Chichie grew up far from any farm in Zimbabwe’s second largest city, Bulawayo. What drew her to be an agronomist was spending time at her grandfather’s rural homestead. Many holidays were spent running around in fields, watching her grandparents tend to their crops. As a successful renowned farmer in the village, Chichie’s grandfather had four wives, which in Zimbabwe is a sign of wealth. Through his farming everyone received a quality education, everyone had good that was cascaded down the family lineage.
Witnessing the opportunities, loving the outdoors and seeing how farming can reap many benefits for her own potential family, Chichie pursued a career in the sector. After finishing school, she was curious to know the science behind agronomy and moved to Harare to do her Bachelor’s in Agronomy and Crop Science.
Her passion drove her to understand what could be done better for her fellow country-people. She wanted to understand what systems will provide a path towards a level playing field where ordinary people can excel. Her career kick started off in Zimbabwe before she relocated to South Africa due to family commitments. Despite Chichie having the knowledge and experience in agriculture, she struggled to find opportunities to advance her career, she wanted to demonstrate her capabilities and burst age-old gender stereotypes. Adding to this, ChiChie is an immigrant, The long process of attaining permanent residency further derailed her ability to climb the corporate ladder. Not one to rest on her laurels, she pursued a Masters in Development Studies with a special emphasis on agriculture.
In 2020, she joined the Business for Development team as the Agronomy and Field Operations Manager where she would be overseeing the Mpumalanga Pilot. The Pilot is trialling a variety of winter wheat at two sites including a rehabilitated mine site at the Umsimbithi owned Wonderfontein mine and on nearby community land.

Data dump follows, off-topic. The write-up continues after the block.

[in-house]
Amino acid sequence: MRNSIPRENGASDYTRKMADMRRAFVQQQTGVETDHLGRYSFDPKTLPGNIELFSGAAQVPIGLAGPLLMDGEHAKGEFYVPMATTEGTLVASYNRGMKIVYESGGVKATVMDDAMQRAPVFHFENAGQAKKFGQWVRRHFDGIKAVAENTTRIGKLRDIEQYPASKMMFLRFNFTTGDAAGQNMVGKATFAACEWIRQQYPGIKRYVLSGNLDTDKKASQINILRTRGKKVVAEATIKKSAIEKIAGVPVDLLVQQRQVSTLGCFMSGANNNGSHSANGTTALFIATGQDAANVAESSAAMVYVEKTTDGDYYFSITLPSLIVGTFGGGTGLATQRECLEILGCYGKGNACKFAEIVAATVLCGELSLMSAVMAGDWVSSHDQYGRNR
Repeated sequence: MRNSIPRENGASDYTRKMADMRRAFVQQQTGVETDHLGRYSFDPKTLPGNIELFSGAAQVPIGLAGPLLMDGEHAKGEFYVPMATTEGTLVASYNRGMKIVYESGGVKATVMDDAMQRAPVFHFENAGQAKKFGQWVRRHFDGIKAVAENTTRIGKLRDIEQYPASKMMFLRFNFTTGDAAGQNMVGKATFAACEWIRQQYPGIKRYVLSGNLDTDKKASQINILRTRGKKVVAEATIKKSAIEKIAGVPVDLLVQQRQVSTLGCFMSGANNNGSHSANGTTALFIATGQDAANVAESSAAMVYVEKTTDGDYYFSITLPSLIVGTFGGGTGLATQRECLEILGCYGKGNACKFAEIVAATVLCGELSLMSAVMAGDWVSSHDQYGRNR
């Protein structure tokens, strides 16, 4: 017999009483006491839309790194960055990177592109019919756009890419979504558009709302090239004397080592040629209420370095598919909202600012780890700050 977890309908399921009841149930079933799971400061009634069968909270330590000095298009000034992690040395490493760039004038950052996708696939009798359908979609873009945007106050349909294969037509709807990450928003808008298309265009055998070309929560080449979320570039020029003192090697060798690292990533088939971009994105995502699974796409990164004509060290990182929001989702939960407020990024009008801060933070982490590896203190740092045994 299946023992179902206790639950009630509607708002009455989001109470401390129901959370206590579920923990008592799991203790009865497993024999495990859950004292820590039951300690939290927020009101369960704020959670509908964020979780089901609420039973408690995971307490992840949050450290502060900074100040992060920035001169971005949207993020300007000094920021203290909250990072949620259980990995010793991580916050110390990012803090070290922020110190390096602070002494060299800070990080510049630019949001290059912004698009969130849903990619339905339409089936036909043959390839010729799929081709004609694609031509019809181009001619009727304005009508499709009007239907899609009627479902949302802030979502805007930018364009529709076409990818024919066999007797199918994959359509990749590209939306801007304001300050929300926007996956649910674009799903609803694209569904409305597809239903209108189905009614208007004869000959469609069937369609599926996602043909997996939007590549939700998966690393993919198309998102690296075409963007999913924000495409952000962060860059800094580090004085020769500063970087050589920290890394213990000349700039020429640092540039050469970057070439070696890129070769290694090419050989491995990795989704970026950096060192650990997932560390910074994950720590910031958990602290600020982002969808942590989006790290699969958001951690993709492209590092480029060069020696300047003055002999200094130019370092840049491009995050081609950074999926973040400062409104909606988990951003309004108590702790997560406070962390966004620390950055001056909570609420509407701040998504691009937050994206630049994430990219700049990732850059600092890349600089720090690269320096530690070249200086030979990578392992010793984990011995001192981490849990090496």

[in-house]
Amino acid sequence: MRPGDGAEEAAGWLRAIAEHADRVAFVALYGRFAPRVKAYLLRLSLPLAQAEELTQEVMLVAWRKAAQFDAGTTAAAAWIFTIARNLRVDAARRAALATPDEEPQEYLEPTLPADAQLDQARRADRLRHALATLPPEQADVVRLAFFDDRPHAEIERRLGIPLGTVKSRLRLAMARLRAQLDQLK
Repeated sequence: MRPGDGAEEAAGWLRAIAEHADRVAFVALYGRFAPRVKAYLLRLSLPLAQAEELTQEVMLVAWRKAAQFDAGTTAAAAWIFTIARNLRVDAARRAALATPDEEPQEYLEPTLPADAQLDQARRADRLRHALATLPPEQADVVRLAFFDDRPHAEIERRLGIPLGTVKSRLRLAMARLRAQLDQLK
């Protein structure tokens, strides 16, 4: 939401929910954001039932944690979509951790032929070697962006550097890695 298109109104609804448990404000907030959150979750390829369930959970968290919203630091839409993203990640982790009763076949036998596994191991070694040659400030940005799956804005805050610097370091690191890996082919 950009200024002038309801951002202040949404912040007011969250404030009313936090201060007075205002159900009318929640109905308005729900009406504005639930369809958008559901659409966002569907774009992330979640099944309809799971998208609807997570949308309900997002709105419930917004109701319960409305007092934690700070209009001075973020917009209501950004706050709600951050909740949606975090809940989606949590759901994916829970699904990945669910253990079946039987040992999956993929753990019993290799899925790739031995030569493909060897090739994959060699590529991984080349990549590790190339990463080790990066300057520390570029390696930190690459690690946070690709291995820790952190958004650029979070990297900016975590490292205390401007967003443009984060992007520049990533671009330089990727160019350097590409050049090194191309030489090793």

Even with this full plate, she is currently pursuing a doctorate where she furthers her passion for gender equality in agriculture by looking at technology implementation and adoption by urban women farmers. She has witnessed firsthand that through simply being a woman there are significant disadvantages. In South Africa, women constitute around 51% of the working age population (15-64 years), but only 45% of women are employed within the formal labour force. Even if you have professional qualifications, your entry into the job market is at a disadvantage. She notes that as “women we have a lot on our shoulders. We do a lot to make the world a better place, yet the platform is not given to us, and we have to work twice as hard to prove ourselves.”
This is not just in the professional sector, in farming there are apparent disparities in the gender space, right across the spectrum from education, employment and farm management. Yet statistically if women are provided the opportunity and given the education, there is a multiplier effect: there is an improvement in literacy, family income, family health and food security.
So, how are we going to make the playing field a little more even? ChiChie’s doctorate is looking at the role that women are playing in adopting different agriculture technologies (AgTech). Her focus is on if women are given the opportunity to have access to the knowledge that AgTech provides, for example knowledge on how to access premium markets, they can excel. This AgTech could be information, adoption of a specific technology such as climate resilient crops, irrigation, mechanisation etc. The beauty about giving women access to this AgTech knowledge is that it usually does not stay with one household but spreads to the whole community, region and potentially the country at large.
Given it is International Day of the Girl (October 11), what does ChiChie aspire for her daughter? “I would like my daughter to know from a tender age that the world is now a global village. She is unlimited. Even if there are obstacles, she is well prepared to go beyond them and achieve her dreams. I want her to not be confined as she finds herself and finds her purpose in this life.” And what about girls around the world? “I want the same for all girls around the world. I want girls to know that they are not a victim to their circumstances, they are not bound by their background. The world is open to them, it is up to them how far they want to dream and achieve what they desire.”
Let’s hope that the girls of today, thanks ChiChie and other great people’s work, are given the chance and prove they can excel.
Happy International Day of the Girl.
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